The Communist Party in Vietnam use the hammer and sickle as their party symbol, and you’ll see plenty of these symbols in different forms on your journey to and from Ha Long Bay. The hammer and sickle is usually shown side by side Vietnam’s national flag.
You can’t not fail to notice the dozens of socialist propaganda messages everywhere, we found them fascinating, no idea what they said but we kept trying to work out what they might say. They vary from multiple signs that line lamp posts to gigantic billboard sized ones as we entered a new town.
Garth being a graphic designer was fascinated by them, they have distinctive yellow text on red backgrounds. A quick Google translate and these signs say “Warmly celebrate Party Congress Tinh Quang Ninh term XIV 2015 – 2020” and “Dang Bo, government and people of all nationalities Uong Bi Town striven to implement Resolution Party Congress and XIVth Provincial Party Congress XIIth National” ok, so there’s probably something lost in translation there!
Our guide told us since 1997 and access to the internet the population understand more now and know what’s going on.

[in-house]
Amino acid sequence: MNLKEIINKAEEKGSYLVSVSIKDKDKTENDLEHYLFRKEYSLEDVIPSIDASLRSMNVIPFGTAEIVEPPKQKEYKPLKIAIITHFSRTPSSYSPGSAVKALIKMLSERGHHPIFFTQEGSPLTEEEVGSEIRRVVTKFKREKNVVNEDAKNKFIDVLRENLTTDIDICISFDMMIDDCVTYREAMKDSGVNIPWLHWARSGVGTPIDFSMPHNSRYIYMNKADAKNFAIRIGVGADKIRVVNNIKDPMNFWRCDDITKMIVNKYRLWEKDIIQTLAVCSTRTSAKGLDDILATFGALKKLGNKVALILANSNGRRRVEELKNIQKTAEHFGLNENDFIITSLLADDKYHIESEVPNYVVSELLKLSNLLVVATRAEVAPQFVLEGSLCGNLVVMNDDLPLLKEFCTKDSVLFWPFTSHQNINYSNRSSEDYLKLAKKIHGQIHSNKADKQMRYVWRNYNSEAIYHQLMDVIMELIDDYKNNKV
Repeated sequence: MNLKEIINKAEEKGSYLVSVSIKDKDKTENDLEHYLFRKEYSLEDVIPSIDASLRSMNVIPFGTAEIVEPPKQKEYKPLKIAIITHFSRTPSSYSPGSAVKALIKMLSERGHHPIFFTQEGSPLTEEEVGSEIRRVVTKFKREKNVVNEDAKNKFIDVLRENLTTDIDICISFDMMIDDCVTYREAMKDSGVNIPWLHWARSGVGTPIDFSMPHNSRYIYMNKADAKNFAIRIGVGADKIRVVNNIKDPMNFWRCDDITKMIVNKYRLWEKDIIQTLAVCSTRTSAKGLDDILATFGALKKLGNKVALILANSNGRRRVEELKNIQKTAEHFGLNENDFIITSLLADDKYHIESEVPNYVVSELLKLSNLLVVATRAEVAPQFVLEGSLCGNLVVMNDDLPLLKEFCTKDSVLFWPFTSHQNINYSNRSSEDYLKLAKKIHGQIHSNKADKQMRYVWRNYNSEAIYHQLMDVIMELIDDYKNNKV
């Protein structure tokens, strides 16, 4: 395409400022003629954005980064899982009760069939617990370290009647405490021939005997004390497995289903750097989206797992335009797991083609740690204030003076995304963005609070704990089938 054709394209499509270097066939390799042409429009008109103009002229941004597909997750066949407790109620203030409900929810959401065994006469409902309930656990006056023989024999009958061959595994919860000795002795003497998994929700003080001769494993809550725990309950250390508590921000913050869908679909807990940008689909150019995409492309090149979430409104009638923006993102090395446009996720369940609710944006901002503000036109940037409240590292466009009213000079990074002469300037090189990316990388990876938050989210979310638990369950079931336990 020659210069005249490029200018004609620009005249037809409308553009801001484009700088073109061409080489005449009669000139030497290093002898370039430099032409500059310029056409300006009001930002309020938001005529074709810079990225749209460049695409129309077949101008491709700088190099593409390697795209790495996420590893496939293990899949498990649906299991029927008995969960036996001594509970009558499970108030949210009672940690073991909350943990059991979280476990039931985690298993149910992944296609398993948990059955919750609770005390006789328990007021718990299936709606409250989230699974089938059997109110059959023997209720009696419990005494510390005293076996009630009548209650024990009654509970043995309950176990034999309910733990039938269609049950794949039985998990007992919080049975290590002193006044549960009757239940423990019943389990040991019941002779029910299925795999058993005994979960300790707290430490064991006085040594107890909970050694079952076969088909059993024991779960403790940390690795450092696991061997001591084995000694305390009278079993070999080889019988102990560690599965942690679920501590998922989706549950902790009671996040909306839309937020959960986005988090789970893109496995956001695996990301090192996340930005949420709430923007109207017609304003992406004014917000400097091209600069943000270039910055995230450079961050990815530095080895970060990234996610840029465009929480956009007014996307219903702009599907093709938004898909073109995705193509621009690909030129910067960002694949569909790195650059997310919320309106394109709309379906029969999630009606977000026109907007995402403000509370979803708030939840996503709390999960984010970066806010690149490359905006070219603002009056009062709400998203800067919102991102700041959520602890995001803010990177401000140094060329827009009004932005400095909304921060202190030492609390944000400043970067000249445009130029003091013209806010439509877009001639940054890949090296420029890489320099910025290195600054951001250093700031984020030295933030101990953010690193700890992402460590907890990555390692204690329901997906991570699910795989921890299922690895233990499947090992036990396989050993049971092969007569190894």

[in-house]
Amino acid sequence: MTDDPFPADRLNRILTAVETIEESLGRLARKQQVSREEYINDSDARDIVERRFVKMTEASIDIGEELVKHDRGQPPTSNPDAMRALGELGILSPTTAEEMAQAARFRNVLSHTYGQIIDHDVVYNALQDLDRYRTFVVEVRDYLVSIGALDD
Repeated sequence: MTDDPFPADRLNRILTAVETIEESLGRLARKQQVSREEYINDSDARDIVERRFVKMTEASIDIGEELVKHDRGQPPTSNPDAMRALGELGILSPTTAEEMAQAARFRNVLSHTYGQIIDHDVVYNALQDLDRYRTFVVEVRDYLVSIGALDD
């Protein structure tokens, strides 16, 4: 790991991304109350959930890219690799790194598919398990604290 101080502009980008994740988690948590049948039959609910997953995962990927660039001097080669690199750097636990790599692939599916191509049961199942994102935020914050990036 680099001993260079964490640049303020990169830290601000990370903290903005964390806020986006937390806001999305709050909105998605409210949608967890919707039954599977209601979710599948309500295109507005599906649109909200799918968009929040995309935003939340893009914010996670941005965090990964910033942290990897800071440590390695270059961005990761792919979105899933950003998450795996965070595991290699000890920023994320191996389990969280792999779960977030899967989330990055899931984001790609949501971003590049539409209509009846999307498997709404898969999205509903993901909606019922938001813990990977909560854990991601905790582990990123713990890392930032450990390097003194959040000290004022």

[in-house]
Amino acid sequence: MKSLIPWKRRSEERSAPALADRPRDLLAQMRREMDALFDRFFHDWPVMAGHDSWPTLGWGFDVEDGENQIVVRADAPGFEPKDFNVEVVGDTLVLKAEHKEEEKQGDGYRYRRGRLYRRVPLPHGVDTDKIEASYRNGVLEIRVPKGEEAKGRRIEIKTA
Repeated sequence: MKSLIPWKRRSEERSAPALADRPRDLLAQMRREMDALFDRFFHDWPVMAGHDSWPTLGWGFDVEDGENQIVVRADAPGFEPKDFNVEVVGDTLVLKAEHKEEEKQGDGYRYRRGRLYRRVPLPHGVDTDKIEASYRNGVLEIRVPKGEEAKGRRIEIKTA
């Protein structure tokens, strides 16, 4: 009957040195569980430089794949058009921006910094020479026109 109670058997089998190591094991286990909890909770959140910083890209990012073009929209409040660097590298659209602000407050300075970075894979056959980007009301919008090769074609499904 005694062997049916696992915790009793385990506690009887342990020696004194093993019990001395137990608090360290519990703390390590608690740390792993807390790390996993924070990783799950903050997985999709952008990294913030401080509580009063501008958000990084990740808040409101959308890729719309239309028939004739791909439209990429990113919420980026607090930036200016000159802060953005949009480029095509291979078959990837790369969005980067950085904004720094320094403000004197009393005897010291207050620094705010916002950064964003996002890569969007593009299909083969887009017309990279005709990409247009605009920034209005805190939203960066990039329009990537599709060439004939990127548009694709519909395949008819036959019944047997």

One thing that was clear to us is just how hard the Vietnamese work. Passing through the urban farmlands we noticed they didn’t have any machinery. It’s all manual labour done by hand with the odd water buffalo for helping ploughing their fields, it must be a very hard life.
Karaoke bars are massively popular with the Vietnamese in their spare time, especially with men who drink a lot!
Phil loved looking out the window passing the potpourri of shops selling everything you can think of – phones, ornate furniture, marble statues even coffins. We also passed mega sized electronic factories including Canon and Samsung. This is where all our Canon products really come from, including the cameras that we use.
Ha Long Bay was an enchanting place and a life experience we will treasure. It’s a must see sight of the world if you are visiting Vietnam, especially if you stopping at nearby Hanoi.
Phil and Garth’s Top 5 Ha Long Bay Tips
- Tip #1: Don’t go for the ultra-cheap boat options, make safety your priority when staying on water.
- Tip #2: Beware of strong currents close to the bottom of karsts if you are kayaking or swimming.
- Tip #3: May to September is low season, prices are much cheaper. But expect storms and hurricanes in July and Aug.
- Tip #4: Things may look nice and clean but still use a hand sanitiser regularly to avoid being ill.
- Tip #5: Wear trainers, not flip flops if you’re doing the hike to the top of Ti Top Island.